Some lights and a number of light fittings were retained, along with the kitchen carcass and sink; the plumber whisked off the Oregon pine cupboard doors to fit in his newly refurbished kitchen at home. A local carpenter manufactured the boardroom table from reclaimed White Oak roof trusses. The existing office chairs and some storage units are still serviceable and are paired with new desks from C.O. Designs and Entrawood. Canvases of magazine covers commissioned for a convention stand brighten the breakout space.

New materials were carefully chosen, such as Avance carpeting that contains recycled drinks bottles, low VOC products from Prominent Paints and additional kitchen units fitted with bamboo countertops.

Energy matters

In terms of energy generation, 14 x 250Wp Yingli Solar panels with a combined maximum output of 3.5kW are linked in series. They run through a SMA invertor (3.6kW) into the main distribution board to offset electricity use.

“At a conservative estimate, this should take care of 23-25% of daily consumption,” says Soventix project manager Kyle Bohnsack. A live feed of energy generation is publicly displayed, while output can be monitored via My Sunny Portal.

Sutherland Engineers designed an HVAC system with Daikin units that incorporate compressors with variable speed, which have been proven to save up to 30% on energy costs. The R410 refrigerant used has zero ozone depleting potential. Space heating is provided through Daikin heat pumps.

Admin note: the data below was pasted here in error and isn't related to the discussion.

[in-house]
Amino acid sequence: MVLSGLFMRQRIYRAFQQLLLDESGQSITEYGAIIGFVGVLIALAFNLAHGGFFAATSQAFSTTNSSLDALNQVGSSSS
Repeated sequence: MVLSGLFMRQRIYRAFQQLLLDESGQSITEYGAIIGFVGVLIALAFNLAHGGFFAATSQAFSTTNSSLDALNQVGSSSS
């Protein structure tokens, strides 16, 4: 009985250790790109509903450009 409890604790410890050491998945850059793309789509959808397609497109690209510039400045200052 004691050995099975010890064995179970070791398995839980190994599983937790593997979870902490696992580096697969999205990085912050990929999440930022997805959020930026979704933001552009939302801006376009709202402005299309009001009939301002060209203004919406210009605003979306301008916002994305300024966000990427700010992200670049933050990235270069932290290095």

All of the Miele kitchen appliances are energy efficient.

LEDs and fluorescents increased lux for task areas while the meeting and focus rooms have occupancy sensors. Six reused luminaires were fitted with energy efficient bulbs from Eurolux.

Office comforts

Overall, a sensible approach added to a pared-down yet functional space and design. It’s a case of less is more, with dematerialisation evident in the use of Ideapaint, which transforms walls into whiteboards.

The meeting room doubles up as a lunch or breakout space. The positioning of the meeting room and offices turns them into a buffer between the hotter northern, road-facing production area and the sales floor in the south, which generates additional noise.

These factors feed into the all-important indoor environmental quality (IEQ) category, which brings the focus back to the occupants.

“When I first heard this was a green project, I thought of how it would save energy. What impressed me about IEQ is that it is about human comfort factors. Even though that doesn’t seem to be directly linked to environmental sustainability, it’s about human sustainability,” remarks Myers.